Get Ready for More 'Smart Glasses,' Courtesy of Intel and Luxottica

We'd say that Google Glass just got some competition... but it's a little early in the history of smart glasses to call any player truly competitive.
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Eliza Brooke
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We'd say that Google Glass just got some competition... but it's a little early in the history of smart glasses to call any player truly competitive.
Intel CEO Brian Kzanich at the New York Times International Luxury Conference on Wednesday. Photo: Gustavo Caballero/Getty Images

Intel CEO Brian Kzanich at the New York Times International Luxury Conference on Wednesday. Photo: Gustavo Caballero/Getty Images

Forget designer collections for H&M and Target. Wearable tech collabs are where it's at now.

Intel and the eyewear giant Luxottica have announced that they're bringing their resources together in a multi-year R&D project to create smart eyewear. They're both existing participants in the wearables world -- Luxottica linked up with Google Glass in March to get its Ray-Ban and Oakley brands working with the development team. 

Intel has been working its butt off lately to establish itself as the go-to for all things wearable tech. And with good reason: As CEO Brian Kzanich said at the New York Times International Luxury Conference on Wednesday, "We think wearables could grow into a multi-billion dollar business for us."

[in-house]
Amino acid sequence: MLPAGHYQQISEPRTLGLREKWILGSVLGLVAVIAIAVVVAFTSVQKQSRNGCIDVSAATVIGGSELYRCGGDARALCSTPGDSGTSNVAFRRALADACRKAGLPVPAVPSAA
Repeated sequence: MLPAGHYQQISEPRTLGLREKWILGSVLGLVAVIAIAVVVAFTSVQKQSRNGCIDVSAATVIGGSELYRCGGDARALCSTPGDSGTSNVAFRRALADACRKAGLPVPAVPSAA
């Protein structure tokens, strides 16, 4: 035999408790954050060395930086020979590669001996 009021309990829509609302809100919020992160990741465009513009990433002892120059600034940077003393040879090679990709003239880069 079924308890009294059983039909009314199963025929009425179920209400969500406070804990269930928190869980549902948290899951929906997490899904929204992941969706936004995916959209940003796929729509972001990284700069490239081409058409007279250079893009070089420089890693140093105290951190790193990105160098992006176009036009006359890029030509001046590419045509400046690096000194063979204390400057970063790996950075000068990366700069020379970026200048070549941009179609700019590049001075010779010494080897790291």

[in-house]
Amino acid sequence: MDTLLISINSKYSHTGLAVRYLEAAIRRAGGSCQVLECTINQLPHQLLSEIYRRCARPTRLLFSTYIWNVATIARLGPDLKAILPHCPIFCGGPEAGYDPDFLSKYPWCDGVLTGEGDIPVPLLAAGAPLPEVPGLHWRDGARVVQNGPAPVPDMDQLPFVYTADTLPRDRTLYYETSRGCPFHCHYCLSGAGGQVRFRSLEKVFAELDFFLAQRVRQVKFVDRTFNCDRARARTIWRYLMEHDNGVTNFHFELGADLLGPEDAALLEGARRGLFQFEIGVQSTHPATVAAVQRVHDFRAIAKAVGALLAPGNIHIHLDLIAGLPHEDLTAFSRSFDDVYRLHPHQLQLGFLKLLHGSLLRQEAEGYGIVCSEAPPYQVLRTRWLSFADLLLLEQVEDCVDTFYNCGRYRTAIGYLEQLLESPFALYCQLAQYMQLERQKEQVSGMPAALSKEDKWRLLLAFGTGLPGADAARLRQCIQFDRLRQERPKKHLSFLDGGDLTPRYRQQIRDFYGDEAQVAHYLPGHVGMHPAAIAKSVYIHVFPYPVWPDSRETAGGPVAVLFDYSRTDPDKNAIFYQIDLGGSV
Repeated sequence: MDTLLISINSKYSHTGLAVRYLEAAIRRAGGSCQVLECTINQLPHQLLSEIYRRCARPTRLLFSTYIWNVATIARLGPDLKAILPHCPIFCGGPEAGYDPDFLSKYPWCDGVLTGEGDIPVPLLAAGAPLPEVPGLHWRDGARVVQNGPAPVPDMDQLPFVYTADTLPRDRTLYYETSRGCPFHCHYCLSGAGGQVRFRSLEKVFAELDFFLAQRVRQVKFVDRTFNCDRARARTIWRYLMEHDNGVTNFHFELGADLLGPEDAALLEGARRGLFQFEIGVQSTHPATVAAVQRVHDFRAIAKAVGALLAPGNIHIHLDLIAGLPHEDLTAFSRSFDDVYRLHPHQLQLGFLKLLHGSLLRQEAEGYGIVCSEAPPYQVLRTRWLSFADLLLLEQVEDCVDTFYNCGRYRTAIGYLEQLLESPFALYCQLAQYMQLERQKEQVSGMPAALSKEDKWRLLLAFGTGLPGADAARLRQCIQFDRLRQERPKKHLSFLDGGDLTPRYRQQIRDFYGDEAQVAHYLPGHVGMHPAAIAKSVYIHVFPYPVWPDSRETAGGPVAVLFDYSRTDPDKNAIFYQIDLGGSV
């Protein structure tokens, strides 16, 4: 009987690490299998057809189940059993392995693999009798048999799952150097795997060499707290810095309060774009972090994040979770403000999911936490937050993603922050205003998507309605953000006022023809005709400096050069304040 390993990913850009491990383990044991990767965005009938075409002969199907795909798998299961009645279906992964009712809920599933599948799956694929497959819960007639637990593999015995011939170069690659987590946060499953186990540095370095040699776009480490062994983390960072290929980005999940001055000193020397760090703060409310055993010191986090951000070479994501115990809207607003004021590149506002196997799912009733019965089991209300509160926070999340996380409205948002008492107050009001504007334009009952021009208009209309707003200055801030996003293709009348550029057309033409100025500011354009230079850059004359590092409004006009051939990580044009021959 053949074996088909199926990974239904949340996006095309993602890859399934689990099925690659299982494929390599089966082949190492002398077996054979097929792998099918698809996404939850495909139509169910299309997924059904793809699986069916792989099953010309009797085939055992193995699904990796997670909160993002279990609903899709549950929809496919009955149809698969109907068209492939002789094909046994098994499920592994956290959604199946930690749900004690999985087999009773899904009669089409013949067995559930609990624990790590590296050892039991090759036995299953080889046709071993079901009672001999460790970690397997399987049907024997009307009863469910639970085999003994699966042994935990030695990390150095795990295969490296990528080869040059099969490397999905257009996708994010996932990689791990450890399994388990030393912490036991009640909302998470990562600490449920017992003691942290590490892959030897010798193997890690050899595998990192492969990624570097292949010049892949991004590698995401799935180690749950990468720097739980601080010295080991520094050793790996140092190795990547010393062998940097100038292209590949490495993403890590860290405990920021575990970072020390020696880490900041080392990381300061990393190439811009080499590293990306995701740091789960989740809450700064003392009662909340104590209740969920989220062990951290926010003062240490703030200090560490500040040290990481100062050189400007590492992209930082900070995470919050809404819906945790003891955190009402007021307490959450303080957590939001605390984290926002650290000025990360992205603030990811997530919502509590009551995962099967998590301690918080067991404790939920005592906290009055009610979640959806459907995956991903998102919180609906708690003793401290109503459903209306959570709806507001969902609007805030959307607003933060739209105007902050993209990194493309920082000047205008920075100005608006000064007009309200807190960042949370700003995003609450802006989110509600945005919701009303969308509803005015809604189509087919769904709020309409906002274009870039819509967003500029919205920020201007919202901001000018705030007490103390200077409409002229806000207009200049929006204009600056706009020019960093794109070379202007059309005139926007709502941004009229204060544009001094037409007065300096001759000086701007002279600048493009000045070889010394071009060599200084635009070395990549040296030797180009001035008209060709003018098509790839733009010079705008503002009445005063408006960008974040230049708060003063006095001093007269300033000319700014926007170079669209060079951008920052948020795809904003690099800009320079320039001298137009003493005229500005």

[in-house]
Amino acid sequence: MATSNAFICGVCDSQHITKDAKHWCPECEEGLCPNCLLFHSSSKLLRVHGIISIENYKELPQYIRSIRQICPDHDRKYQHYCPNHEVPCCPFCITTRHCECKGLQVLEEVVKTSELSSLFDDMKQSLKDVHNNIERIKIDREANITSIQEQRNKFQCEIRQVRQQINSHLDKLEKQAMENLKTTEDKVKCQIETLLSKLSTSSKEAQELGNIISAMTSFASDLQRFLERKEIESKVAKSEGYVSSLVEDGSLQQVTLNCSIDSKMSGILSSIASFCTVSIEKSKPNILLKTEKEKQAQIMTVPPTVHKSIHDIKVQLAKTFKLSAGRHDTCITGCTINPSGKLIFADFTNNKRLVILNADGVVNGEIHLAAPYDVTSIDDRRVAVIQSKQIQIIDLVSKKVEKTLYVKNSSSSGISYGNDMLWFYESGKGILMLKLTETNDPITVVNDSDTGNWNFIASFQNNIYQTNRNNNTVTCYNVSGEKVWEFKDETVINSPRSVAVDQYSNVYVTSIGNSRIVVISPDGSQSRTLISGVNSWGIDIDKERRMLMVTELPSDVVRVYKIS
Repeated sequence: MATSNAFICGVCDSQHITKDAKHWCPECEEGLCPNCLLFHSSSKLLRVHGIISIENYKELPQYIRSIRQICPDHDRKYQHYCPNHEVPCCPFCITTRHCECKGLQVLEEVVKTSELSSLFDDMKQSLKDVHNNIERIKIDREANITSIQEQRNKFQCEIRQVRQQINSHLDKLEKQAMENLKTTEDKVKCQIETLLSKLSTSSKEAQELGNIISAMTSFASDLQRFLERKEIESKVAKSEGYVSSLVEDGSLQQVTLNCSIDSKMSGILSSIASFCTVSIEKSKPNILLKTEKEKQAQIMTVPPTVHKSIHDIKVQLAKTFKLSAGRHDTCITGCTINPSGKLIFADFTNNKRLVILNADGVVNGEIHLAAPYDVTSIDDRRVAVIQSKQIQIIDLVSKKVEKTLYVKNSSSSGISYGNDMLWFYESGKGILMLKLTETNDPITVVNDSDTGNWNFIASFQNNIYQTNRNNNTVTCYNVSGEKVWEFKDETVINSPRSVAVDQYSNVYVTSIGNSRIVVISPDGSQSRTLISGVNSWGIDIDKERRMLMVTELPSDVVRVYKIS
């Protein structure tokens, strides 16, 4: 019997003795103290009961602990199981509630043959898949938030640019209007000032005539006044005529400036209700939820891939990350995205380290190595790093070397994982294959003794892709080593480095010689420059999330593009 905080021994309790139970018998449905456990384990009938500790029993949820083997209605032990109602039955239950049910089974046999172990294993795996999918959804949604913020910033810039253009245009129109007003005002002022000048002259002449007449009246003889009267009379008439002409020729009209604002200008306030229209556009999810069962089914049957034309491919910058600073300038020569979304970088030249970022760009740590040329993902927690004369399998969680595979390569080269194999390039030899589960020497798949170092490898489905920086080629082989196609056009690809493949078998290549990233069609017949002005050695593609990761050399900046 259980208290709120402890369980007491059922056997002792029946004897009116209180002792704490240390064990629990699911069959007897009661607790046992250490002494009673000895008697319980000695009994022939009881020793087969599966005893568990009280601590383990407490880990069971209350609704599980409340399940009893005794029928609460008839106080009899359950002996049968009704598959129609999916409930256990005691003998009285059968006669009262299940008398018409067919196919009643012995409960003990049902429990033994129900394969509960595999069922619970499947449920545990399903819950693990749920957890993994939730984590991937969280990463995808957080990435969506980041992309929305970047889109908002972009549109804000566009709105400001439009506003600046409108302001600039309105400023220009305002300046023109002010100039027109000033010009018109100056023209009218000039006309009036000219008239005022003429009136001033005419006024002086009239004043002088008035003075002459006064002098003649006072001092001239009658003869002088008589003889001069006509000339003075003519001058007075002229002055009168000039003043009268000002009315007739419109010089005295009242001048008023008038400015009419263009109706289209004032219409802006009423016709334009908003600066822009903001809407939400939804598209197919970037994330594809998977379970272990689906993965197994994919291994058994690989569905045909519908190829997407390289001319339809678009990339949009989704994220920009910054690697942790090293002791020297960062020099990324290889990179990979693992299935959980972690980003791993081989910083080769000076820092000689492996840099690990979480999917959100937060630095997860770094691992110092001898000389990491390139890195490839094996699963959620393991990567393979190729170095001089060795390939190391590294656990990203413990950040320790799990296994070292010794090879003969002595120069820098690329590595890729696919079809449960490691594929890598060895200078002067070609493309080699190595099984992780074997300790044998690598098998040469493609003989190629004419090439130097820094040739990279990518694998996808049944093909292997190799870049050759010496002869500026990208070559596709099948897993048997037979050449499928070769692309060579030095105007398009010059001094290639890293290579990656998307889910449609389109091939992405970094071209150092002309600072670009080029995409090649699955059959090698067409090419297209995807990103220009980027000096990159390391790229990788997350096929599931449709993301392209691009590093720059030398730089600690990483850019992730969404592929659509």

But because it only has the tech part of the equation down, Intel has been aggressive in setting up partnerships with other design teams. In January of last year the tech giant set up formal ties with the CFDA to get developers and fashion designers talking, and by November it had created a luxe smart bracelet in collaboration with Opening Ceremony. This week, reports surfaced that Intel would be providing the processor for the new version of Google Glass. To be wearable tech's MVP, Intel also has to be a team player.

The first fruits of Intel and Luxottica's collaboration are expected to drop in 2015. We wouldn't rush it, though. Hardware developers and accessories designers are working with very different goals and constraints in mind, and the more opportunities they have to work with one another, the better. Intel's bracelet with Opening Ceremony wound up being more of a fashion product than an innovative tech device. We'll see how things turn out this time around.